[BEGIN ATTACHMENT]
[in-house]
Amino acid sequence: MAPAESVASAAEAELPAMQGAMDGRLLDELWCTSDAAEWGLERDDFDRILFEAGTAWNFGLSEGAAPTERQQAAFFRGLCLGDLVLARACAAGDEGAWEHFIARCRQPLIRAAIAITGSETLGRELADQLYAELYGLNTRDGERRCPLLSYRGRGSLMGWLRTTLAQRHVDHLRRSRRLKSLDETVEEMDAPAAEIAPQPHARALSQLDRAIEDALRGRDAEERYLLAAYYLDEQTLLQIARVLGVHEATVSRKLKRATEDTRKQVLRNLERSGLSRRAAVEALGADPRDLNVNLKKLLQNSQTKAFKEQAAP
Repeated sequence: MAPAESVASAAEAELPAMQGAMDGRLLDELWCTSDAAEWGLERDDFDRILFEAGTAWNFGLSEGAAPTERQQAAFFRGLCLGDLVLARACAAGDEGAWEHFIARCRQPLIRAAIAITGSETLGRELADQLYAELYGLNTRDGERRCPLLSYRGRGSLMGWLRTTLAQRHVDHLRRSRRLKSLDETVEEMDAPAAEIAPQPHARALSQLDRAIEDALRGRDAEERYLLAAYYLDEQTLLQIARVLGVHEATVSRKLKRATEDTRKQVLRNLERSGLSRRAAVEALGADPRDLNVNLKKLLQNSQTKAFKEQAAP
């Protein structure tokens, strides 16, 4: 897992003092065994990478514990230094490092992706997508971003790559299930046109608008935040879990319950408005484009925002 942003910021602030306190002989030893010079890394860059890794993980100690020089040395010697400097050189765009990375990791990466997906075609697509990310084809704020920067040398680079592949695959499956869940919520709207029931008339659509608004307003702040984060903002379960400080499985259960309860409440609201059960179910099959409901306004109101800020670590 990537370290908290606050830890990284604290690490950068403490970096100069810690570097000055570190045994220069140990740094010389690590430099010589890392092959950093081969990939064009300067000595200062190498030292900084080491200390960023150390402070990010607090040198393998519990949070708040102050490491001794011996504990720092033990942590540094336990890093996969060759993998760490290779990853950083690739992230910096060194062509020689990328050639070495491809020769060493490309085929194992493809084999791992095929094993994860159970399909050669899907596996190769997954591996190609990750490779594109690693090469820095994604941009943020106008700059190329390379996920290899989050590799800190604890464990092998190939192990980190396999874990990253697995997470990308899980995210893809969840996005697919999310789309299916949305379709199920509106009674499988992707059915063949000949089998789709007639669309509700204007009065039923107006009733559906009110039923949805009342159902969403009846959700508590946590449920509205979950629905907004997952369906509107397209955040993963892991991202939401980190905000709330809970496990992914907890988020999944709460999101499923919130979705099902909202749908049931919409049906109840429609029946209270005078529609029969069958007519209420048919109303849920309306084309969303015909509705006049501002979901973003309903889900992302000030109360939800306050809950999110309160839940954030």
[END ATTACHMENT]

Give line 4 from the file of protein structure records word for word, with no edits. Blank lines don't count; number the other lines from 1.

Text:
């Protein structure tokens, strides 16, 4: 897992003092065994990478514990230094490092992706997508971003790559299930046109608008935040879990319950408005484009925002 942003910021602030306190002989030893010079890394860059890794993980100690020089040395010697400097050189765009990375990791990466997906075609697509990310084809704020920067040398680079592949695959499956869940919520709207029931008339659509608004307003702040984060903002379960400080499985259960309860409440609201059960179910099959409901306004109101800020670590 990537370290908290606050830890990284604290690490950068403490970096100069810690570097000055570190045994220069140990740094010389690590430099010589890392092959950093081969990939064009300067000595200062190498030292900084080491200390960023150390402070990010607090040198393998519990949070708040102050490491001794011996504990720092033990942590540094336990890093996969060759993998760490290779990853950083690739992230910096060194062509020689990328050639070495491809020769060493490309085929194992493809084999791992095929094993994860159970399909050669899907596996190769997954591996190609990750490779594109690693090469820095994604941009943020106008700059190329390379996920290899989050590799800190604890464990092998190939192990980190396999874990990253697995997470990308899980995210893809969840996005697919999310789309299916949305379709199920509106009674499988992707059915063949000949089998789709007639669309509700204007009065039923107006009733559906009110039923949805009342159902969403009846959700508590946590449920509205979950629905907004997952369906509107397209955040993963892991991202939401980190905000709330809970496990992914907890988020999944709460999101499923919130979705099902909202749908049931919409049906109840429609029946209270005078529609029969069958007519209420048919109303849920309306084309969303015909509705006049501002979901973003309903889900992302000030109360939800306050809950999110309160839940954030």